Flyers virtually tie second-ranked Penguins, beat Blue Jackets in regulation.
On paper, this wasn’t a pretty 2-1 win for the Flyers. Prevailing in regulation against a divisional opponent, thus limiting at least one threat from chipping away at their buffer? Now, that’s beautiful for Philly.
If you want a summary of how rapidly fortunes can change in the NHL, consider this: the Flyers have a very real chance to win this division mere months after losing 10 games in a row. Sports, everyone.
Both teams only managed 20 shots on goal, making for a pretty friendly way for Petr Mrazek to make his Flyers debut. Claude Giroux (goal, assist) and Shayne Gostisbehere (two assists) really powered the victory, too, as they were involved in both goals.
The Flyers are showing that they can win a variety of games … and with a variety of goalies. They’re now on a four-game winning streak, and are even better when you zoom out, going 8-0-2 in their past 10 games.
Mrazek got the Ric Flair treatment:
The bright side for the Blue Jackets is that they’re currently in the final wild-card position, even with frustrations piling up. Still, this was an opportunity to create some distance from opponents that are breathing down their necks …
Islanders fall to Maple Leafs, but it was in a shootout
… as the Islanders grabbed a “charity point.”
While the Blue Jackets are at 65 standings points in 61 games played for that final wild-card spot (and fifth in the Metro), the Islanders are close by with 65 points in 62 GP.
It was a thriller in Toronto, and while Doug Weight’s bunch deserves some kudos for hanging in there, they did see 2-0 and 3-2 leads dissolve.
The brightest side is probably that they might be making modest gains on defense, as they’ve limited opponents to 32 and 31 shots on goal during the past two contests. That’s progress for a team that recently saw goalies make 45 and 50-save shutouts.
Taylor Hall remains hot, but not enough for a win (again)
The New Jersey Devils fired 40 shots on goal, and Taylor Hall kept his remarkable scoring streak going. (Officially, his 26th goal of 2017-18 pushed him to 13 games, while others believe it’s 20 in a row.)
You’d think that would be a winning combination, but not exactly the quietly climbing Minnesota Wild, who ended up winning 4-2.
Still, that Hall kid is going to be OK, eh?
So, here is how the Metro looks after all of that action.
Capitals: 75 points in 61 games played (31 ROW)
Penguins: 74 points in 61 GP (33 ROW)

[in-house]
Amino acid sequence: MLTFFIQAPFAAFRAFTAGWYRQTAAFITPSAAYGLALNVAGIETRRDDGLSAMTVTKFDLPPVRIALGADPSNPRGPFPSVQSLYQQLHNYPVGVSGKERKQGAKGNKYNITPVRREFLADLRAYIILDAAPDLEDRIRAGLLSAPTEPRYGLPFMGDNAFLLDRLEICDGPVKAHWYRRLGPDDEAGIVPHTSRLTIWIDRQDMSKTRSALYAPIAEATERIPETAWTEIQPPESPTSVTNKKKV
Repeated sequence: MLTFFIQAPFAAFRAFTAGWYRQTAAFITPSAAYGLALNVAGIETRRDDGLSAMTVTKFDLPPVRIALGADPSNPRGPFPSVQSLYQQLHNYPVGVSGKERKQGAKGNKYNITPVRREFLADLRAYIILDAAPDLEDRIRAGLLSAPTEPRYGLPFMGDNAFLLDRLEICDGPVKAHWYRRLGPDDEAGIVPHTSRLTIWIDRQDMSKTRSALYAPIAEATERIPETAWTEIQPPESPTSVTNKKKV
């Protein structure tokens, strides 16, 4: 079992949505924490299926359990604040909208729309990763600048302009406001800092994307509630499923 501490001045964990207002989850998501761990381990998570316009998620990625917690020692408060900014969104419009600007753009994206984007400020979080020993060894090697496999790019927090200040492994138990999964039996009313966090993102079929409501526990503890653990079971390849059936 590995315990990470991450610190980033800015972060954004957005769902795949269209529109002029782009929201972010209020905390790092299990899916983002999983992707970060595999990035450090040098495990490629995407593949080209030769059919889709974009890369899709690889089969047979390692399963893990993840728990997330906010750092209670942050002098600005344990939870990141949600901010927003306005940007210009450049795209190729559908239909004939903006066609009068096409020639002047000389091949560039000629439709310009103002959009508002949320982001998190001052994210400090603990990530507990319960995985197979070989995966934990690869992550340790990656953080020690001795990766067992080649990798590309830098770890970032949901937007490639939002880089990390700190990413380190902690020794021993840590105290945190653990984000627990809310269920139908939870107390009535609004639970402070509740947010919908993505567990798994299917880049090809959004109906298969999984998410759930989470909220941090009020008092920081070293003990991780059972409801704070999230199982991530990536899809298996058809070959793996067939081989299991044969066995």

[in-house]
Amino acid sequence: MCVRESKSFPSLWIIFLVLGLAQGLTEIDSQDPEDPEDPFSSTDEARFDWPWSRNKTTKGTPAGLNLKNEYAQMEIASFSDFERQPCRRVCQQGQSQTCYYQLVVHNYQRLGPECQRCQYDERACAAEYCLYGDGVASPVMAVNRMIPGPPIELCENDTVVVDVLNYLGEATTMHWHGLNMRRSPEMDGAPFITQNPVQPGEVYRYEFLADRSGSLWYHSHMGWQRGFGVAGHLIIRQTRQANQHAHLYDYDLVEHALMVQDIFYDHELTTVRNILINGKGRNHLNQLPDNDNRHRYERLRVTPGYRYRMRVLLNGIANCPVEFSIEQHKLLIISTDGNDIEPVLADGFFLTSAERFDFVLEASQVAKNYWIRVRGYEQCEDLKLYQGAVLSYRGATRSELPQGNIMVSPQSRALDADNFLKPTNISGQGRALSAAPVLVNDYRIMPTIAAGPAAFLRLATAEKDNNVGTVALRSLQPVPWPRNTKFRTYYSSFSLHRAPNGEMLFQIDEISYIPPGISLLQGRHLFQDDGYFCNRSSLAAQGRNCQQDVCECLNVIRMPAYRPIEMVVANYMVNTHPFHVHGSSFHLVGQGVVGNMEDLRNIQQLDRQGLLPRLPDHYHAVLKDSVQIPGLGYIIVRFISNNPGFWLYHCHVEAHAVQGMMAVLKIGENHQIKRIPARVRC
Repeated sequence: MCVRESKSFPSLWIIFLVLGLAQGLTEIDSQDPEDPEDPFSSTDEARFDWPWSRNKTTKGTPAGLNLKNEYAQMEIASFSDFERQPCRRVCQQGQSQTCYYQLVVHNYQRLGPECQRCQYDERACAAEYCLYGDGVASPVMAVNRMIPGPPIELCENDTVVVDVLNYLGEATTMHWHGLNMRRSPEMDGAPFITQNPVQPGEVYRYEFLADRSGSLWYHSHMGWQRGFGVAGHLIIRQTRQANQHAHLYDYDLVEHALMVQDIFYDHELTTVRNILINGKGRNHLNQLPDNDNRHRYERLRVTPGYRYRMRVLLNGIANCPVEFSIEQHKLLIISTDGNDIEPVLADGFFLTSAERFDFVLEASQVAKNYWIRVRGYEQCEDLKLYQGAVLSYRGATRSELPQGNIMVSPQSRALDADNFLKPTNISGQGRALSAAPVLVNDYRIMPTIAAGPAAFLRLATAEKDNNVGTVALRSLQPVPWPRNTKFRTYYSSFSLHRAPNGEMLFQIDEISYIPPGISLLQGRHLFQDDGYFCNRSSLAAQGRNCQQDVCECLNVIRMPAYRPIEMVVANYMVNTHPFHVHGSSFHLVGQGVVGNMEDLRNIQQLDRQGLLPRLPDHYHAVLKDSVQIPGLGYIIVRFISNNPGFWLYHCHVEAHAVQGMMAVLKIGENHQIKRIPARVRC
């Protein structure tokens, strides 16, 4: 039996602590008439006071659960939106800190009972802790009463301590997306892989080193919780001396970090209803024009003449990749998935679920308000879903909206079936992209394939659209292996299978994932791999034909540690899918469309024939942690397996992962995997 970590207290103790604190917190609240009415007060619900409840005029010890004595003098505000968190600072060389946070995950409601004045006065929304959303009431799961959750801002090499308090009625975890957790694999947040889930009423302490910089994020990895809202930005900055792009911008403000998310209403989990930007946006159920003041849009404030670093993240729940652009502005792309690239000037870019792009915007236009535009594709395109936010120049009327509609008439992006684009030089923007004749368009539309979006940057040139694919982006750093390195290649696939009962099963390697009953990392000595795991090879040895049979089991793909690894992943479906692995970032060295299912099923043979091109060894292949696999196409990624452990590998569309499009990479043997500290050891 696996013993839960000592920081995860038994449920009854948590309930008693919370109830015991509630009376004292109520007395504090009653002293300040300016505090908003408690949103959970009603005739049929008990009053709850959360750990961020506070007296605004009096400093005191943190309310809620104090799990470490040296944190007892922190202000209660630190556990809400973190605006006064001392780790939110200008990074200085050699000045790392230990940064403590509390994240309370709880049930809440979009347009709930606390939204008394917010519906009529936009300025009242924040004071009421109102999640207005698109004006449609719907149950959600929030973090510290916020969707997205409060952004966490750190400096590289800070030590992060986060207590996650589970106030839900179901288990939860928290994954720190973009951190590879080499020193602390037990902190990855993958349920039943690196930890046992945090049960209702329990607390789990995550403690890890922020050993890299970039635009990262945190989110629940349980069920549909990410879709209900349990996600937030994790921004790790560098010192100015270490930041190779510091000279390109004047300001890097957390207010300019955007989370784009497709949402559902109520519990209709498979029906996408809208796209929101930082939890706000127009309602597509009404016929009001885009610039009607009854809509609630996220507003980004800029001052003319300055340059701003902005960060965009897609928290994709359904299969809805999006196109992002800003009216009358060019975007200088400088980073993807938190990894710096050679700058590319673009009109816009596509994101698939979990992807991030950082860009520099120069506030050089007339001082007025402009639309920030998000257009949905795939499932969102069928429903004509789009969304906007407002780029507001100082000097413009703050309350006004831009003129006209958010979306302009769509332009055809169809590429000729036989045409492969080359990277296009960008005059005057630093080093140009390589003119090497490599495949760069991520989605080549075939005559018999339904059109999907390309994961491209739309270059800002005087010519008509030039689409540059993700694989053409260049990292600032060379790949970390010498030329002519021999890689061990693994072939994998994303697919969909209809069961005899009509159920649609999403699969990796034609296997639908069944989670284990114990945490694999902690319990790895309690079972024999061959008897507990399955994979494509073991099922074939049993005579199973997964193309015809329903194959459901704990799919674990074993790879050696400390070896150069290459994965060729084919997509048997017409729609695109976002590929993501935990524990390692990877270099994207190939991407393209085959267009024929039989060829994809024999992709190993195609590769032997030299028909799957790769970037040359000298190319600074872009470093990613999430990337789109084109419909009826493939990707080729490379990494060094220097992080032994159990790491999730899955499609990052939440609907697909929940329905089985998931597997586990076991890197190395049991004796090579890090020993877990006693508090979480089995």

Flyers: 74 points in 61 GP (31 ROW)
Devils: 70 points in 61 GP (27 ROW)
Islanders: 65 points in 62 GP (26 ROW)
Hurricanes: 64 points in 60 GP (24 ROW)
Rangers, if you must: 59 points in 61 GP (24 ROW)
The Penguins also have 35 vanilla wins, while the Flyers are at 32.
Prior to Thursday’s game against the Washington Capitals, the Florida Panthers honored victims of last week’s shooting Marjory Stoneman Douglas High School in Parkland, FL, which claimed the lives of 17 people.
Being that the high school is located about 14 miles from the Panthers’ BB&T Center, it’s not surprising that many players were highly emotional during the ceremony. Remarkably, Roberto Luongo gave an outstanding speech about his love for the Parkland area, where he’s spent 12 years of his life, and how the shootings affected his family and the community at large.
You can see a full transcript of Luongo’s emotional speech here and watch it in the video above this post’s headline.
NHL.com’s Nick Cotsonika noted earlier today that Luongo’s son experienced a scare last week:
That’s just one of Cotsonika’s tweets about this emotional night; his full feed is worth your time.
The Panthers projected names of the victims on the ice during the pre-game ceremony, and also provided this beautiful tribute:
It says a lot about the composure of Luongo and the Panthers to go from such an emotional ceremony into a game against the Capitals, especially considering moments like these:
For more information, particularly how to support those affected, the Panthers’ website is a great place to start. You can also find out more about the Panthers’ tribute in this earlier PHT post.